|Image courtesy of Stuart Miles|
Too often, physicians use statistics, numbers, and facts to counsel patients on risk whether it be surgical or some other medical intervention (medications, CT scan, etc). And we should. However, how patients process this information is more often based on emotive factors and anecdotal stories heard from friends, family, as well as internet.
Such "stories" whether from friends or the internet is perhaps one of my biggest allies as well as bane of my existence. Why? Because patients make decisions based on the experiences of a few individuals. Facts? Statistics? They play only a minor role. To make things worse, such stories are expressed in more negative terms than positive.
Why is that?
I think it's because people who experience a bad outcome are FAR more vocal from a perceived sense of injustice than those who experience the good (and expected) outcome.
As the saying goes, a person with a good outcome tells 1 or their friends whereas a person who has a bad experience tells 5 friends.
It is against just this kind of backdrop that patients "listen" to the statistics, but are influenced by the stories they hear.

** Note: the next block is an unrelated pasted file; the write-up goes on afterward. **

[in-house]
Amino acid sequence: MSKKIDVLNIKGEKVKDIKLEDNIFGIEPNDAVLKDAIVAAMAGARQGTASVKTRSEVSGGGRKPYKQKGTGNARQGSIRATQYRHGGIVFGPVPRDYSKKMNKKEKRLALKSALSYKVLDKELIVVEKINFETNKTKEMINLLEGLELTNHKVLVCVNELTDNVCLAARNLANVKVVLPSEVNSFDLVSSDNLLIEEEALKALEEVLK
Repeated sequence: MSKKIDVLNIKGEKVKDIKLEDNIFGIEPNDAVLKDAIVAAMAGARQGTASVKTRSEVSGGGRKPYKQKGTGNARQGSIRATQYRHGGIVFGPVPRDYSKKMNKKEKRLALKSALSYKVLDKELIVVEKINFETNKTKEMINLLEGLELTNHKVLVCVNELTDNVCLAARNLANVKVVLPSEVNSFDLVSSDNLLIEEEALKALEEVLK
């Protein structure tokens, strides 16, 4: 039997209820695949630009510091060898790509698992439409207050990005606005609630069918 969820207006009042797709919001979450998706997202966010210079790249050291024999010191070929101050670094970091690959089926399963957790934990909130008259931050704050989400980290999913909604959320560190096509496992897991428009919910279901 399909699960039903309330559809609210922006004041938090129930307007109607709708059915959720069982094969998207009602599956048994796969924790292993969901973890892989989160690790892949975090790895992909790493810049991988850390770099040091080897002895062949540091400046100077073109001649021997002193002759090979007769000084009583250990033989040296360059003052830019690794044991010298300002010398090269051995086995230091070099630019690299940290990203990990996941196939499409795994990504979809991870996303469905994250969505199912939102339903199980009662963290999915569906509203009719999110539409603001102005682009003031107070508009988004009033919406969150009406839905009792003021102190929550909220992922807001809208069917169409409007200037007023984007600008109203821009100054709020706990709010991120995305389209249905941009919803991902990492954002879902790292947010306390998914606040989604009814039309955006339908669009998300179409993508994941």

To make things worse, risk evaluation is distorted by the lack of control patients feel. It is why there are so many people who are afraid of flying and yet have no trouble driving a car where the risk of death is MUCH higher. Or why most people are horrified by the idea of a gun in the house but won't blink twice about a swimming pool which kills far more kids than guns.
How is a physician to combat such forces in order to allow for a more reasoned decision made by the patient for a given medical intervention?
I have no solution to this problem other than to keep aware of what patients are hearing and being mindful of such emotive factors when providing counselling. In practical terms what does this mean? It means I read... a lot... and not just from medical journals either, but newspapers, magazines, blogs, and other sources that patients probably encounter before seeing a physician. Thank goodness for online news collators (Medical News Today, Topix.net, etc) as well as Twitter.
I also produce my own online literature to balance out (hopefully) the other materials that are out there, but more so in story format in layperson terms rather than factual & medical regurgitation and use of ambiguous language (where emphasis is "see your doctor" for more specific information) that plague more reputable medical websites.